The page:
My absorption into the Kerala culture began with a line in the Lonely Planet guide. “Wearing Indian-style clothes is viewed favourably…wearing a salwar kameez will help you blend in”. Since suitable clothing was proving hard to locate in Wellington, I discussed the idea of buying Indian clothes with some Indian friends in New Zealand. Nobody told me I was crazy, so I decided then that I’d take the bare minimum from New Zealand and go shopping on my arrival in Thrissur.
I googled Indian clothing and enquired about the possibility of shopping in Thrissur with my colleagues in India. Yes, this would be a good idea, and some PhD students from the Kerala Forest Research Institute would be able to take me.
And so, the day after arrival, I found myself dazzled by every colour I could have possibly imagined, all together, all at once. After years of searching for bursts of brightness in Wellington’s black-stocked clothing shops, I had finally found a place equal to my colour sense. I didn’t know where to start.
I had one requirement – it must be cotton. Locals are acclimatised to wearing long-sleeved synthetic tops and trousers in a humid 33oC, but I am not. This narrowed my search to maybe half the shop, and still every imaginable colour combination. So I collected a random selection and began trying things.
Now my obliging colleagues began to show me how the clothing worked. With the churidar, the full skirt, the trousers are tight. I wanted the loose trousers – the salwar – for comfort, so that meant matching with a kurti – a straighter, long shirt. The scarf or dupatta must always match the trousers, and will often contrast with the kurti but will also connect in some way.
I left the first shop with a pink salwar and dupatta and two kurti, one bright green with pink trim, one a bold black and white botanical pattern with pink, orange and green trim. The second shop I left with a bright orange kurti, which had a woven pattern in blue, purple and jade. It matched with jade salwar and dupatta. I also had a more toned-down churidar with a black base, but lots of pattern in red, green and yellow. On a further shopping trip I acquired a an unbleached cotton kurti with a lime and dark-green botanical pattern, and matching lime salwar and dupatta. I was getting the hang of things.
I resisted the efforts of a sales assistant to sell me eye-liner, but found some lime and pink earrings to complete one of my outfits. In the collection of earrings I had brought from New Zealand, I found one pair in orange and jade, and one in lime and dark green. Perfect.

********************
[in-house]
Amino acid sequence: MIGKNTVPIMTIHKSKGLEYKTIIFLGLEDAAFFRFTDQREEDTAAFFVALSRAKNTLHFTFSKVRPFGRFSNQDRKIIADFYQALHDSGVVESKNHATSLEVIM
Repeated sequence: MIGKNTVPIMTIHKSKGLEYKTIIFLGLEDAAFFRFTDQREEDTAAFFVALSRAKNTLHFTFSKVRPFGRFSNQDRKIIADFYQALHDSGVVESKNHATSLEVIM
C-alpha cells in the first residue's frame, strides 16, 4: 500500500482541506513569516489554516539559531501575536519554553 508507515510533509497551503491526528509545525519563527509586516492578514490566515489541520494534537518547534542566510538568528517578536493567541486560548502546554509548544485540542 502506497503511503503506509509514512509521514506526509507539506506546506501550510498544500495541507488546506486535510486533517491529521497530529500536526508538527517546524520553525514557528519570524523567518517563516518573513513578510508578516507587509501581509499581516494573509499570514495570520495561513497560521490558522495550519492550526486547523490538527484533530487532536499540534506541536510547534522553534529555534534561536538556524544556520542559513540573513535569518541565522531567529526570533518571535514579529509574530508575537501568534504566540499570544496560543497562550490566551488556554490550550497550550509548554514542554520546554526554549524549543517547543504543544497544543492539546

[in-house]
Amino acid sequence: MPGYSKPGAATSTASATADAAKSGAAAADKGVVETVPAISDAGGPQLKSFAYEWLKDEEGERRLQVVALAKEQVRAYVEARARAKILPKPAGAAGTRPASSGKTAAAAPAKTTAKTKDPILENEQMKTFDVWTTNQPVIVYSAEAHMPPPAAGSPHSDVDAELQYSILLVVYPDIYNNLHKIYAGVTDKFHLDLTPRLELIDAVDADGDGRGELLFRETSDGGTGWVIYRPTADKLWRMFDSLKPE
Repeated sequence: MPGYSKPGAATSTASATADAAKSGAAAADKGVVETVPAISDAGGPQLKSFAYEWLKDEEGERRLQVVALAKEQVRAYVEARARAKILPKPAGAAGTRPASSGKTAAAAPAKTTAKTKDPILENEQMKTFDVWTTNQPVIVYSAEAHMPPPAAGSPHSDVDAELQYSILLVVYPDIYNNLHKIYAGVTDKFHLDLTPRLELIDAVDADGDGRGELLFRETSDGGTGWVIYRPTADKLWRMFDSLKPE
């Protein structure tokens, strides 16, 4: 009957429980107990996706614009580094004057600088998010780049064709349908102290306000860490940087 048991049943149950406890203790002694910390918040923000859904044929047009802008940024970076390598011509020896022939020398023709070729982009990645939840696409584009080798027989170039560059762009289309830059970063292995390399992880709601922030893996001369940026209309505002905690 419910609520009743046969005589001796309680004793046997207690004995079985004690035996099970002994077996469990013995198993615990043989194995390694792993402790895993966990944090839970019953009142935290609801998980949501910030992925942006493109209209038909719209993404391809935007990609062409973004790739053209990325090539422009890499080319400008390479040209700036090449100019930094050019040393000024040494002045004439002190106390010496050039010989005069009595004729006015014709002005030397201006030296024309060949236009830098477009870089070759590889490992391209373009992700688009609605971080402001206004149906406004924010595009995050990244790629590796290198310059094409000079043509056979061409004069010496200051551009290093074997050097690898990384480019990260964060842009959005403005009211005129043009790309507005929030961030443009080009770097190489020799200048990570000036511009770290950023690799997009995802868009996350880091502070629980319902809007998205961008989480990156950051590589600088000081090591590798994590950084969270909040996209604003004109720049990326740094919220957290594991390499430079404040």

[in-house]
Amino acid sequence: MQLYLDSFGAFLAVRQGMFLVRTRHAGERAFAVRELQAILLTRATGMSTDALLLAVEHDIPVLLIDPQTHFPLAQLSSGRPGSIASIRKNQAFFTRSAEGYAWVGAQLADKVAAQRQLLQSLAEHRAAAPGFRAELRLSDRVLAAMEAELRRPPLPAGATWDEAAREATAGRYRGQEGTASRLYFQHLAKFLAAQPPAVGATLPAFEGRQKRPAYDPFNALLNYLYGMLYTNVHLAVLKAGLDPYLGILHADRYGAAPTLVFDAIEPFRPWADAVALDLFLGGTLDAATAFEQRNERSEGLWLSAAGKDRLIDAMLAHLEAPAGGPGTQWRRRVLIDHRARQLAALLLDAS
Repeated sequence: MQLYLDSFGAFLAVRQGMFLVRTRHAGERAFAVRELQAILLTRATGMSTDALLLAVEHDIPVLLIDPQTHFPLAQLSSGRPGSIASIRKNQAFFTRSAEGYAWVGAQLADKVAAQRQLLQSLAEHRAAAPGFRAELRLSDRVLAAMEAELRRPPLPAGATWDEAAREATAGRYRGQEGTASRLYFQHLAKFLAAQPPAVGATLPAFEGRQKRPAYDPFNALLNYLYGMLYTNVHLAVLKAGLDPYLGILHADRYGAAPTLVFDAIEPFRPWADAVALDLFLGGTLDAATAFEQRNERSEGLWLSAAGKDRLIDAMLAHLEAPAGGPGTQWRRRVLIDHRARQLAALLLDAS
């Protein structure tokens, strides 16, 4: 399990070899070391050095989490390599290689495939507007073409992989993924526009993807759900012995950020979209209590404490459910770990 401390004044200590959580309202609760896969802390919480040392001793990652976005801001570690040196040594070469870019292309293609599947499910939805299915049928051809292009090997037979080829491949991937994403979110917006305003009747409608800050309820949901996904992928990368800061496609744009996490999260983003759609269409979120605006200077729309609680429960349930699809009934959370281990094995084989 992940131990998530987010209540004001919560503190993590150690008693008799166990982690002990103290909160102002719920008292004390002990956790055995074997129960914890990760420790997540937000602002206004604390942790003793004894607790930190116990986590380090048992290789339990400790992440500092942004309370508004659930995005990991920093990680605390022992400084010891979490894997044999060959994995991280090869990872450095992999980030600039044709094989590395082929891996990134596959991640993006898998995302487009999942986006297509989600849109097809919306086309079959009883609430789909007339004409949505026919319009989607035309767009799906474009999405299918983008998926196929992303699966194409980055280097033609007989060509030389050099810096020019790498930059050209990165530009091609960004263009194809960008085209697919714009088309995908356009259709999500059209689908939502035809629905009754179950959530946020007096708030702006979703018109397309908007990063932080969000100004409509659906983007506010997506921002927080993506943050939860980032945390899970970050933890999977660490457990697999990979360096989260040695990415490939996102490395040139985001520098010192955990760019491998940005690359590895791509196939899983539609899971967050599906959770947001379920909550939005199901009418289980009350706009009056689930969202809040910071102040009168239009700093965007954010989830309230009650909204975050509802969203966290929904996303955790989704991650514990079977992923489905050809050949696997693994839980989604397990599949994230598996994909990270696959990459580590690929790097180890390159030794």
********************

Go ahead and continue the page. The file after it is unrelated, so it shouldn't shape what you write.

The clothing was just the start. I still had to cope with the food. For my first Kerala meal, I joined a number of colleagues in the hotel restaurant. I was feeling paranoid. Travel guides, the travel doctor and New Zealand friends had all shared alarming stories of the hazards of eating in India. I was warned that I would suffer for the first few days, just from the dietary adjustment, even if I didn’t catch any bugs. I couldn’t count the number of people who told me to pack Imodium. And I couldn’t lie in my hotel and suffer. I had to stand in front of a room of people and teach.
I peered at the hotel buffet with concern. There was hot rice, a reasonably safe bet. The vegetarian curries were also kept hot, and there was hot soup. Chapati – probably ok too. Salads – on my list of things to avoid. Tasty looking chutneys made fresh from raw coconut and other ingredients I couldn’t identify, probably not. Sweet hot milky desserts – not sure. So at that first meal I ate vegetarian curries and rice, and after finding the first few mouthfuls rather hot with chilli, I began to adjust. They tasted good anyway. I was offered some dessert and decided to eat that too.
As I ate, I realised I was eating with a fork while my local colleagues had put their forks down after a couple of mouthfuls. Of course, you don’t eat Indian food with forks or spoons. I put down my fork and began a rather clumsy effort at eating my lunch. I’ve had a bit of practice at eating with my fingers when I have chapati, but with just rice, I was struggling. I was assured I could use a fork if I wanted to. I assured them that I was fine, I just needed the practice.
That was the last time I touched a fork during my visit.
The promised discomfort and diarrhoea failed to materialise. After the next meal, where I also ate some meat, it equally failed to appear. After eating idli, sambar (a dal and vegetble curry) and dhosa for breakfast, I was fine. I tried some of the fresh coconut chutney – the restaurant seemed clean and I thought it was probably freshly made. No problem. I drank tea in tea shops and ate some random cake-like things. Fine.
Meal after delicious meal, I became slightly less concerned. In a stunning hotel in the mountains, I was served a number of cold dishes, with pineapple, coconut, curd, cut fruit and fruit juice. I decided to trust this place and ate everything in front of me. Delicious, and no problem. I began to worry about weight gain more than diarrhoea.
During the training course, the food was supplied by the Kerala Forest Research Institute. It was delicious, and I was assured they were very clean. I ate everything in front of me, including fresh fruit salad and icecream. My colleagues stopped offering cutlery and starting putting new dishes in front of me to try.
I thanked them using one of my few Malayalam phrases – nani.
I was still a foreign visitor and a visiting expert, but I found that people began to talk more with me, to become more comfortable. Partly it was the training – the interactive exercises made it difficult for people to stay silent. But maybe it was also because I was being gently absorbed into some aspects of the Keralan culture, and finding it a very comfortable place indeed.